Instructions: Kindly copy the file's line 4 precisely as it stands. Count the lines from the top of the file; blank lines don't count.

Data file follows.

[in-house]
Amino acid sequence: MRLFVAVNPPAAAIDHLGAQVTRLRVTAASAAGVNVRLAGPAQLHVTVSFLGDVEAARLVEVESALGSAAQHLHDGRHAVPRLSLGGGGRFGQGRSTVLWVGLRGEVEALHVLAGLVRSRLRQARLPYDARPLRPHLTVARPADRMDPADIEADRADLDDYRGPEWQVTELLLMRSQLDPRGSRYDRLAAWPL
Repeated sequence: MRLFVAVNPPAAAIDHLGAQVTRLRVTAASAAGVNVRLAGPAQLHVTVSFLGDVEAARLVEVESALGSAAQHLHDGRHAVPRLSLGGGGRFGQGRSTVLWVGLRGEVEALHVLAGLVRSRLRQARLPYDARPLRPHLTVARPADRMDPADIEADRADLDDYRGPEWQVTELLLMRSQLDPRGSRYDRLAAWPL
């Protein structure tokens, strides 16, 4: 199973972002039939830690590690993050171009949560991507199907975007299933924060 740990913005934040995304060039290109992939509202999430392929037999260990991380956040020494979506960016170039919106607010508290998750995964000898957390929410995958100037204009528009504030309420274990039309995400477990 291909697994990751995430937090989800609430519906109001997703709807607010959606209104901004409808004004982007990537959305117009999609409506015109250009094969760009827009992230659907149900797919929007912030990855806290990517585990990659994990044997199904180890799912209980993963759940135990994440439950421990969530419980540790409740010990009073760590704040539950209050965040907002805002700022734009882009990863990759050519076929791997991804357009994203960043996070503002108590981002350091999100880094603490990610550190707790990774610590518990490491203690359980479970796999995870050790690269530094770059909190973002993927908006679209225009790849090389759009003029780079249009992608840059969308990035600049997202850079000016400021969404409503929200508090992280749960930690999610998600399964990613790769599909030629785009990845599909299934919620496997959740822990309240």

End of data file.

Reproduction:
């Protein structure tokens, strides 16, 4: 199973972002039939830690590690993050171009949560991507199907975007299933924060 740990913005934040995304060039290109992939509202999430392929037999260990991380956040020494979506960016170039919106607010508290998750995964000898957390929410995958100037204009528009504030309420274990039309995400477990 291909697994990751995430937090989800609430519906109001997703709807607010959606209104901004409808004004982007990537959305117009999609409506015109250009094969760009827009992230659907149900797919929007912030990855806290990517585990990659994990044997199904180890799912209980993963759940135990994440439950421990969530419980540790409740010990009073760590704040539950209050965040907002805002700022734009882009990863990759050519076929791997991804357009994203960043996070503002108590981002350091999100880094603490990610550190707790990774610590518990490491203690359980479970796999995870050790690269530094770059909190973002993927908006679209225009790849090389759009003029780079249009992608840059969308990035600049997202850079000016400021969404409503929200508090992280749960930690999610998600399964990613790769599909030629785009990845599909299934919620496997959740822990309240």